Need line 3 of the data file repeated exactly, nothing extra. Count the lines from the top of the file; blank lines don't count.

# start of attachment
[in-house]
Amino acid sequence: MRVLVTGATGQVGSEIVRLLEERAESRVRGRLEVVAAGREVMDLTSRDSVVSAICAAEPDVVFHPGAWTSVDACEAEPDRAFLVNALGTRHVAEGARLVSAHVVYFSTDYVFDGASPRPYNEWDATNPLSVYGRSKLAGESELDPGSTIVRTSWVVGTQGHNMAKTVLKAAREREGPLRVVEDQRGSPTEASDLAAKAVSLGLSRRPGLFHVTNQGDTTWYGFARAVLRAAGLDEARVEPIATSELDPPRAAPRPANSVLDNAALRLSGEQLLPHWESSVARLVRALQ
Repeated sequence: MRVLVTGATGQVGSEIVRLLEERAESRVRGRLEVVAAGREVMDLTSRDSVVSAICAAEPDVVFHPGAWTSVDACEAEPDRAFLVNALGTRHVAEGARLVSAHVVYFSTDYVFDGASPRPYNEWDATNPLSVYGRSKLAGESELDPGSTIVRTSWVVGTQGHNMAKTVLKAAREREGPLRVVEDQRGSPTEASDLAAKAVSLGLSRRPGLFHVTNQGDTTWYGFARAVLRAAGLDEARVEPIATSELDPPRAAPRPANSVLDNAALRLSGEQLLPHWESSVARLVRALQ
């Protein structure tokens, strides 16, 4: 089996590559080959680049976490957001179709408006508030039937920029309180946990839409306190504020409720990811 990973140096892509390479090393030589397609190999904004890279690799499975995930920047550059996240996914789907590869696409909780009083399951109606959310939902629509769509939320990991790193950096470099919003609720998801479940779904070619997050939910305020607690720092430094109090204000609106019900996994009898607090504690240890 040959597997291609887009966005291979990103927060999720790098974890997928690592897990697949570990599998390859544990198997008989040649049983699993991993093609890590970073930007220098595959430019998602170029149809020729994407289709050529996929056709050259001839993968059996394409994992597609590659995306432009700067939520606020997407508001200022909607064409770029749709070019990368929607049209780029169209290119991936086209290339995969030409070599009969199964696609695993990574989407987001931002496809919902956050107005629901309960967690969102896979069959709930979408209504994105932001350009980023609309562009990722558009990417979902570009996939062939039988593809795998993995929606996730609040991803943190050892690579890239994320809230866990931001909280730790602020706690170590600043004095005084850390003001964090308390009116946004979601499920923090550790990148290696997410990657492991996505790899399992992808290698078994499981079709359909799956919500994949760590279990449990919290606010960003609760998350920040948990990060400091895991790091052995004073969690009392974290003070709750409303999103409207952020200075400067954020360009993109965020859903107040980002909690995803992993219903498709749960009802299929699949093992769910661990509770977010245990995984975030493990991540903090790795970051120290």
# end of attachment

Repeated sequence: MRVLVTGATGQVGSEIVRLLEERAESRVRGRLEVVAAGREVMDLTSRDSVVSAICAAEPDVVFHPGAWTSVDACEAEPDRAFLVNALGTRHVAEGARLVSAHVVYFSTDYVFDGASPRPYNEWDATNPLSVYGRSKLAGESELDPGSTIVRTSWVVGTQGHNMAKTVLKAAREREGPLRVVEDQRGSPTEASDLAAKAVSLGLSRRPGLFHVTNQGDTTWYGFARAVLRAAGLDEARVEPIATSELDPPRAAPRPANSVLDNAALRLSGEQLLPHWESSVARLVRALQ